Thursday, August 7, 2014

Cheap and easy DIY guitar nut lubricant

Yeah, that’s right, “nut lubricant” (sometimes known as nut sauce). Get all your giggling out of the way before we continue.

So you know how sometimes you’re tuning up your guitar and you hear this pinging noise and the string suddenly “jumps” up in pitch? That’s caused by the string getting stuck (sometimes known as "binding") in the nut slots. You can also encounter it when using a tremolo.

My usual fix for this is to widen the nut slots slightly using nut files. However, today I’m going to show you another solution that can often work instead. We’re going to make a lubricant to put in the nut slots. This is especially useful for tremolo-equipped guitars.

Here's our patient for today. It's a late 80's Fernandes "Limited Edition" Strat. Beautiful guitar, but a terrible case of "pinging" at the nut.

We don’t need much for this, just some graphite (courtesy of a pencil lead) and something to hold the powder together (petroleum jelly). Some sandpaper and a little plastic knife or similar will be the only required tools.

First, start rubbing the pencil lead on fine sandpaper. Be careful not to start sanding away any wood, as we don’t really want this to get into the mix too. As it happens the pencil I’m using circumvents this issue anyway.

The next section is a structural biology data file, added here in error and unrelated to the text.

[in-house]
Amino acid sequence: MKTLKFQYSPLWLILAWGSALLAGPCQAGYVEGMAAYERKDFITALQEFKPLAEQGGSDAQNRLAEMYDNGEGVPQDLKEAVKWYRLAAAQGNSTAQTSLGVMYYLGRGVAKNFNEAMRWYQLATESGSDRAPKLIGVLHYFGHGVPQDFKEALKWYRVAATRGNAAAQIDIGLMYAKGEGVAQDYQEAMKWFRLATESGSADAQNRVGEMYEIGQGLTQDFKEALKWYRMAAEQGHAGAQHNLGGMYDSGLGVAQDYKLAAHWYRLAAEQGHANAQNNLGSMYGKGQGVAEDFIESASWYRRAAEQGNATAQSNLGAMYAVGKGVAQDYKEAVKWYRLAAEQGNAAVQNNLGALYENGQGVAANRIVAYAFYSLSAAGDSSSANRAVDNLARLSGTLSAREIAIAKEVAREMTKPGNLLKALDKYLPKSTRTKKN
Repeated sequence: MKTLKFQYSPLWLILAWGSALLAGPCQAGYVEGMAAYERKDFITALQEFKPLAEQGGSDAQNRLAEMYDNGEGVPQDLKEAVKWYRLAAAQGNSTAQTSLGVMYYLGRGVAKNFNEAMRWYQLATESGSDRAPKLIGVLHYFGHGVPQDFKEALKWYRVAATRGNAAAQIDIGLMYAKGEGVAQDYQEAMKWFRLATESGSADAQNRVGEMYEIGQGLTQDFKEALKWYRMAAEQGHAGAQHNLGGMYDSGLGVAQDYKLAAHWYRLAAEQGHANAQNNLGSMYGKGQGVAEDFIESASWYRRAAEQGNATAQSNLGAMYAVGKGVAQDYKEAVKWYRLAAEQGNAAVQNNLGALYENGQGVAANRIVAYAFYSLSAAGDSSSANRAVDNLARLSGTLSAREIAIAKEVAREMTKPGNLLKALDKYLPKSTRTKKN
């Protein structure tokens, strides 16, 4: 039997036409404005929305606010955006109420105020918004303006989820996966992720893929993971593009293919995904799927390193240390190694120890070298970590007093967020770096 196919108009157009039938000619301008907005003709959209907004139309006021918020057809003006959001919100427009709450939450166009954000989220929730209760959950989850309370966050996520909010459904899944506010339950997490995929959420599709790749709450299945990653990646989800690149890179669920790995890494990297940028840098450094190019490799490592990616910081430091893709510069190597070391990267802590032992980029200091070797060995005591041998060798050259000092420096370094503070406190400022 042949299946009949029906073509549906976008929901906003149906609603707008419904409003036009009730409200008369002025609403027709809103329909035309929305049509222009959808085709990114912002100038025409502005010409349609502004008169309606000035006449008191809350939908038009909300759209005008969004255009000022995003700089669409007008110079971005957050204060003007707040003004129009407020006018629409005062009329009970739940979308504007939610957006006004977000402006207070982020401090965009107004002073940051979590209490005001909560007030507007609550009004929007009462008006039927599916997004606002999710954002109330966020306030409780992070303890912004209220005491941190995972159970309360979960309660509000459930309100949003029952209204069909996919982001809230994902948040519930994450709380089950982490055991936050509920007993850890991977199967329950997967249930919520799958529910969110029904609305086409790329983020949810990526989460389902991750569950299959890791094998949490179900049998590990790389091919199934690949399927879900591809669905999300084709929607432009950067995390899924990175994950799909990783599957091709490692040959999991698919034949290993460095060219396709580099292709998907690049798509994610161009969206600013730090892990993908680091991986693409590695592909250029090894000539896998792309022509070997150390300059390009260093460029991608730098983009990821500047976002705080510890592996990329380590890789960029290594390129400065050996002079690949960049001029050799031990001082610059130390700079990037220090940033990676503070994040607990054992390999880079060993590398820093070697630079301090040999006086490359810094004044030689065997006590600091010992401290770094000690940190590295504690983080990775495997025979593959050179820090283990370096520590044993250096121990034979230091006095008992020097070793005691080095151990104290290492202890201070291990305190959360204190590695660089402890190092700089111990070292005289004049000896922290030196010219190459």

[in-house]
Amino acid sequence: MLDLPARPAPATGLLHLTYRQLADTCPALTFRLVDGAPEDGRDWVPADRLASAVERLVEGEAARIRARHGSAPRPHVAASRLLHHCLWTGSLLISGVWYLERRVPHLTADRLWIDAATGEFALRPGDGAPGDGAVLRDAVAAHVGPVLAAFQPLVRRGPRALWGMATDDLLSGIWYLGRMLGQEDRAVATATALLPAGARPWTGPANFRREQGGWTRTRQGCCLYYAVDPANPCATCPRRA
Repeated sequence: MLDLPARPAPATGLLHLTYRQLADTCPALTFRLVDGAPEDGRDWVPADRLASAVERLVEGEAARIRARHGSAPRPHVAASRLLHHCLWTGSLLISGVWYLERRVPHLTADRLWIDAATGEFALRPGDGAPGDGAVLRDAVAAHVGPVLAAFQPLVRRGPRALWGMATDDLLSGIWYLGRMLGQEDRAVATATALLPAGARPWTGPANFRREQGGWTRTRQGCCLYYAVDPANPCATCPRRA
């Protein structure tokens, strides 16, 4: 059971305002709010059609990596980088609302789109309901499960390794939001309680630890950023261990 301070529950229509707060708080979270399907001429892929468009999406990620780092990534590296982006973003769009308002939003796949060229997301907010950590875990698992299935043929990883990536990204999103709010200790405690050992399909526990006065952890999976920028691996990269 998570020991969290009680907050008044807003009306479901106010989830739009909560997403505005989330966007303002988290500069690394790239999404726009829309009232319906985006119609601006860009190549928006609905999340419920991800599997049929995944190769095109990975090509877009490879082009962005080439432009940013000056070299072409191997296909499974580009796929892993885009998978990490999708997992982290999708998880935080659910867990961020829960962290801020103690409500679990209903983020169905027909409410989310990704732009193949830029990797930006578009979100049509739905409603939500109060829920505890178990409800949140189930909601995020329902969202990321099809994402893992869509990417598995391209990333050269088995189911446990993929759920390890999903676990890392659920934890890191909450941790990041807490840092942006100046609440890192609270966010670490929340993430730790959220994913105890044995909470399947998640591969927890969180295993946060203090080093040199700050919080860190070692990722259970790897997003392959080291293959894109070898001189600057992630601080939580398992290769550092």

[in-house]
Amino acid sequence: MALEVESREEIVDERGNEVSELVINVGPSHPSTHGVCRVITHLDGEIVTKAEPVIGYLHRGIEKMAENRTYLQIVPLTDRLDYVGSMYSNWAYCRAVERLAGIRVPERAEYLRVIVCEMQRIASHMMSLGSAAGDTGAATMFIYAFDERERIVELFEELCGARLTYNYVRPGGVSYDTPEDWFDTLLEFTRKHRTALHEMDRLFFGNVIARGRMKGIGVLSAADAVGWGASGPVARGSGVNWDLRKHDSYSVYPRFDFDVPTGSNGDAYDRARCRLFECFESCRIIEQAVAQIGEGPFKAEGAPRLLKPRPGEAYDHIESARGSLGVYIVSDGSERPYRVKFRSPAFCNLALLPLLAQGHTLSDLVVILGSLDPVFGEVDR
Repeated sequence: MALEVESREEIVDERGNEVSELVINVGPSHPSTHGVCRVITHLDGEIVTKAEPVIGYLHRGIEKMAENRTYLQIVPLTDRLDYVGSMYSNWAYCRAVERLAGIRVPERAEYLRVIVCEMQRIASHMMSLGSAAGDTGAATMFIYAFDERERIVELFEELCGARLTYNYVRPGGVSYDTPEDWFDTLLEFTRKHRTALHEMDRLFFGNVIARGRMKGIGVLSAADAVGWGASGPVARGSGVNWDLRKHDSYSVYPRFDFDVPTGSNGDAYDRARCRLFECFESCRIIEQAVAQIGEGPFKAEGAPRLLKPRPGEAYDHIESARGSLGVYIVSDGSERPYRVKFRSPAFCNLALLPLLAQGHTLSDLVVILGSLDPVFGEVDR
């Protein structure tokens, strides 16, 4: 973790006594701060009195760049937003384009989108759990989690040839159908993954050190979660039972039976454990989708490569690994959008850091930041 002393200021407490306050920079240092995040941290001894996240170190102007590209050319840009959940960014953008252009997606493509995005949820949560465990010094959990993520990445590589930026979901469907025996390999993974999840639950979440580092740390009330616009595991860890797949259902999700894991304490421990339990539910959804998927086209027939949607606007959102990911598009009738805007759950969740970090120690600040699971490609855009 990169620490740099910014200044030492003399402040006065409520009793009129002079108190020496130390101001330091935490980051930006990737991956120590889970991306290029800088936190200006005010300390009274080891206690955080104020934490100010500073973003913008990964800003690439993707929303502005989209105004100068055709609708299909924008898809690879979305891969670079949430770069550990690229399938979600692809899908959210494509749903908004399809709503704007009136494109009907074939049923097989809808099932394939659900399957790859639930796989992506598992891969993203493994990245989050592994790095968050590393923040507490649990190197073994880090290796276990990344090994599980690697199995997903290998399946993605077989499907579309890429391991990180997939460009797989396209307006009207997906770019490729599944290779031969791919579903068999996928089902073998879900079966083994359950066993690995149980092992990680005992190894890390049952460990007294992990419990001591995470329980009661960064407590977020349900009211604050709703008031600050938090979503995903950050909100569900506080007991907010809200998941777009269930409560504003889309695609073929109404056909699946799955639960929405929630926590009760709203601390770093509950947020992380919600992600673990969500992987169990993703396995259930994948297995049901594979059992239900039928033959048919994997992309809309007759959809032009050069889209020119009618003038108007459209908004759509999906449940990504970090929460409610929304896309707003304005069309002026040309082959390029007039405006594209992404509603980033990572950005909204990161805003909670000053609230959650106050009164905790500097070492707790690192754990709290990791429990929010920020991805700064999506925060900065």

Once you’ve got a decent quantity of lead on there, take a small amount of petroleum jelly and dollop it right on top of the lead powder. Try to use as little as possible, while still being enough to “absorb” the pencil lead powder. Just keep mixing it around with the plastic knife until you feel that it’s mixed as well as it can be.

As you can see from the following image, that's some pretty nasty black greasy-looking stuff you've ended up with. Be careful not to get it on your clothing (or anything else you care about that's hard to clean for that matter).

Now move one of the strings to the side of its nut slot.

Carefully place a small amount of nut lubricant into the slot, then repeat for the next string.

Once all six string slots are done, place the strings back into position (you can use the strings to help scoop the lubricant into the slots).
Now wipe away as much surplus lubricant as you can (I’ve found that any surplus, especially extending past the fretboard end of the nut can deaden the sound of the string a little bit).

And we’re done. As mentioned at the start of the article, this particular guitar suffered from pretty severe pinging beforehand, but the lubricant completely cured it.